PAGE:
I was about to post the exact same thing. Quarterly growth figures are always reported year over year.

Yes, I know and that makes the numbers look artificially good, but in reality that also makes the number completely useless. If the measureed the growth quarter to quarter (in this case comparing the numbers from the 3rd q to the 4th Q) and adjust them for seasonal trends (like Christmas shopping), the numbers would be more meaningful and will show a trend, up or down.

Quoting StuckInCA (Reply 14):
Quoting KC135TopBoom (Reply 4):
But, it is this statement from the Obama Commerce Dept. saying the 'recession' ended in 2009 that is a bold faced lie.

Don't worry man, it's only a "mental recession," right?

That's not what my savings accounts are saying.


User currently offlineStuckInCA From United States of America, joined Oct 2005, 1922 posts, RR: 0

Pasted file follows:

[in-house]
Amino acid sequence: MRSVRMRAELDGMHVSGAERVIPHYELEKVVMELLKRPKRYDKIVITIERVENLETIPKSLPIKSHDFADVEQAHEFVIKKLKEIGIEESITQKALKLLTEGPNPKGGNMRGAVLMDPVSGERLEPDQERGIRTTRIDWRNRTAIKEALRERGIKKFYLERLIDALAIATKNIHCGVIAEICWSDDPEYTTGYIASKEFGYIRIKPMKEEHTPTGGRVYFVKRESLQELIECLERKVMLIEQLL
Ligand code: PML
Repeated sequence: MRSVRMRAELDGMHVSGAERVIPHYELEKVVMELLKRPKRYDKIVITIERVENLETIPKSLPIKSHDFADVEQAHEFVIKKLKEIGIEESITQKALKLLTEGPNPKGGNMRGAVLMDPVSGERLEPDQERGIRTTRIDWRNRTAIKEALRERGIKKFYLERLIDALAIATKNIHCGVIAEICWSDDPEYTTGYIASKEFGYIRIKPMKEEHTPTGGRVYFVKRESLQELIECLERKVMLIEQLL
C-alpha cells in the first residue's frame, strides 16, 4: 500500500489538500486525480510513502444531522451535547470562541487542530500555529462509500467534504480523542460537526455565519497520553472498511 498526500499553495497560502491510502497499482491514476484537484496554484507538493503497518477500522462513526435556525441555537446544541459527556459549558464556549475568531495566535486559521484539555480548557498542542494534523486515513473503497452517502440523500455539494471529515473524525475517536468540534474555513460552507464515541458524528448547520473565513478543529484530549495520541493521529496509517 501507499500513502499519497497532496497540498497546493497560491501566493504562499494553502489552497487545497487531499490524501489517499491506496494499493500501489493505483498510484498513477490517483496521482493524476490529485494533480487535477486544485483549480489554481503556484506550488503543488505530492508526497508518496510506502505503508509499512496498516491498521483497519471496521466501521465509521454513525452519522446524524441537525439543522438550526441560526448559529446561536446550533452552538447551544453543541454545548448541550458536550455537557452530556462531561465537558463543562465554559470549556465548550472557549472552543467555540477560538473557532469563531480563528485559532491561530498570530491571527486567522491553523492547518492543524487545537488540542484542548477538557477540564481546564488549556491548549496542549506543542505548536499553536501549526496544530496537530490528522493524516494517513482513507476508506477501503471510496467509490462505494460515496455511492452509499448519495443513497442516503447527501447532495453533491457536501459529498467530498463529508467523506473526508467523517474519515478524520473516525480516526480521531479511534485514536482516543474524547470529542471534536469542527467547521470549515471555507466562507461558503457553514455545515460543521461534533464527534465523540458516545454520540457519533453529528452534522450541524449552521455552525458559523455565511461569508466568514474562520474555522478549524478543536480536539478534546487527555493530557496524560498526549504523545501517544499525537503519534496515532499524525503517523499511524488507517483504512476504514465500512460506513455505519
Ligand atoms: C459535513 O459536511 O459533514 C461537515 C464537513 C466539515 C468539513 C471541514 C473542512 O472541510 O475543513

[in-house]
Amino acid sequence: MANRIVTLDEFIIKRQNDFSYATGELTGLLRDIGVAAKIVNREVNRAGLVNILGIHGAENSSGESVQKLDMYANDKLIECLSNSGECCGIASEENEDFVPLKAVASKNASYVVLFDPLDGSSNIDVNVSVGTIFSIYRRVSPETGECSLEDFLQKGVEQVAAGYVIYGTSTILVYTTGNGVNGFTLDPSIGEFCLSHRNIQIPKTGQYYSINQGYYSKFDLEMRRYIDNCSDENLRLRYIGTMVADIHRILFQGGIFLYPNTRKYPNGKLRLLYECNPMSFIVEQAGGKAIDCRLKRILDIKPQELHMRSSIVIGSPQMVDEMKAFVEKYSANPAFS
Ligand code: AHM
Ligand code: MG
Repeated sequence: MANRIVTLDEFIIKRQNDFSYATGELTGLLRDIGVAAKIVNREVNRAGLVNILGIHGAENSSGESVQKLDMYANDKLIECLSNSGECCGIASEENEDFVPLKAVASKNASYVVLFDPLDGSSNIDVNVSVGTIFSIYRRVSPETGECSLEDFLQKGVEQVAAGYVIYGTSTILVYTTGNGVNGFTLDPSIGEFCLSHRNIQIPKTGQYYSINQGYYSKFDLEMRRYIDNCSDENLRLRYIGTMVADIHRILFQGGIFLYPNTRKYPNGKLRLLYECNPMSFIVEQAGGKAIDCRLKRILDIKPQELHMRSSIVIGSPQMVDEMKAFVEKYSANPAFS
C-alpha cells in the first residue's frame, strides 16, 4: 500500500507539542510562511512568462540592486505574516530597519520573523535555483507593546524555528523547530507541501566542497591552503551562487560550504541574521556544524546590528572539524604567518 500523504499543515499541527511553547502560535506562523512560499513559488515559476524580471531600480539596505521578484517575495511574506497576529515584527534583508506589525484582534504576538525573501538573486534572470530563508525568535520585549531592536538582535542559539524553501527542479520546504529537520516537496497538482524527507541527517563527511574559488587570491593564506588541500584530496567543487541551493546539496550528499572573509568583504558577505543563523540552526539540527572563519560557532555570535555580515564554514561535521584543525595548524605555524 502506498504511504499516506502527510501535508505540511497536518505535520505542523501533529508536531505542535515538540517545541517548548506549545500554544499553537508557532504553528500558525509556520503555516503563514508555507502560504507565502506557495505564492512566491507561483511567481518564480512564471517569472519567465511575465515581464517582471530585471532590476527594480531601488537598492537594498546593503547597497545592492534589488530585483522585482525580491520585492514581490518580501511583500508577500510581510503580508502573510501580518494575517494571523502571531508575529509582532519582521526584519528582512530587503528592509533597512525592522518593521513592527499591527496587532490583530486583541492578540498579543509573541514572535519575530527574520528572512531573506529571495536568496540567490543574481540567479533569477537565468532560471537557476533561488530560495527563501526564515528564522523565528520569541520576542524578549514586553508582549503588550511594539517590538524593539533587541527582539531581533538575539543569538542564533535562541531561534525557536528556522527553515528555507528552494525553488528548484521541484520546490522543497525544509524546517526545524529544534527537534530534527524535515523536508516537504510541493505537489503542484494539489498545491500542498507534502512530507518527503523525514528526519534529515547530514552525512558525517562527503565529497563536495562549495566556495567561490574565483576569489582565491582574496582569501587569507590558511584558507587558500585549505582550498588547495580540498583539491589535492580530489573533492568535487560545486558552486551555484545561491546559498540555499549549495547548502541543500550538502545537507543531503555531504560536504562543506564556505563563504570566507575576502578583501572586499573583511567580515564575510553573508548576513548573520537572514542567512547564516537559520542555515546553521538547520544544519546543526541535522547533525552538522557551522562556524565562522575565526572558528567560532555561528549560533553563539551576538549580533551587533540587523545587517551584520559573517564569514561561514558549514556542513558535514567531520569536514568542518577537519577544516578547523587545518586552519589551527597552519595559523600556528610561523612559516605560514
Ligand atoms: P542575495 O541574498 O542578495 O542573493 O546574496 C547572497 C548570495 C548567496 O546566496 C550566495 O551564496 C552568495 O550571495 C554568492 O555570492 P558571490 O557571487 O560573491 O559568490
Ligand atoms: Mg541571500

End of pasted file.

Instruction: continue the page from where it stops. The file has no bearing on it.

Reply 18, posted (4 years 2 months 3 weeks ago) and read 1555 times:



Quoting KC135TopBoom (Reply 17):
That's not what my savings accounts are saying.

Sorry to hear that. I share your pain.

It was actually a humorous poke at the failed McCain campaign. All in good fun!


User currently offlineMoltenRock From , joined Dec 1969, posts, RR:
Reply 19, posted (4 years 2 months 3 weeks ago) and read 1543 times:

Most of the countries in eastern Asia didn't even stop growing, much less have a recession. If they did have a decline it was very small. Singapore had a deep 6 month pull back, and a quick rebound to around 2% increase for the year. Singapore is a bit unique because of its small size, wealthiness, open economy and global ties to the west.

China's 4th quarter GDP +10.7% and ended 2009 up 8.2% over 2008
South Korea's was up .5% for all of 2009
Philippines was up 1.8% for the 4th quarter, .9% for all of 2009
Indonesia up 4.5% in 2009
Australia up 1.3% in 2009, 4.25% growth expected 2010
ASEAN countries as a group were up 6.06% in 2008, 4.34% in 2009, and to be up 5.23% in 2010.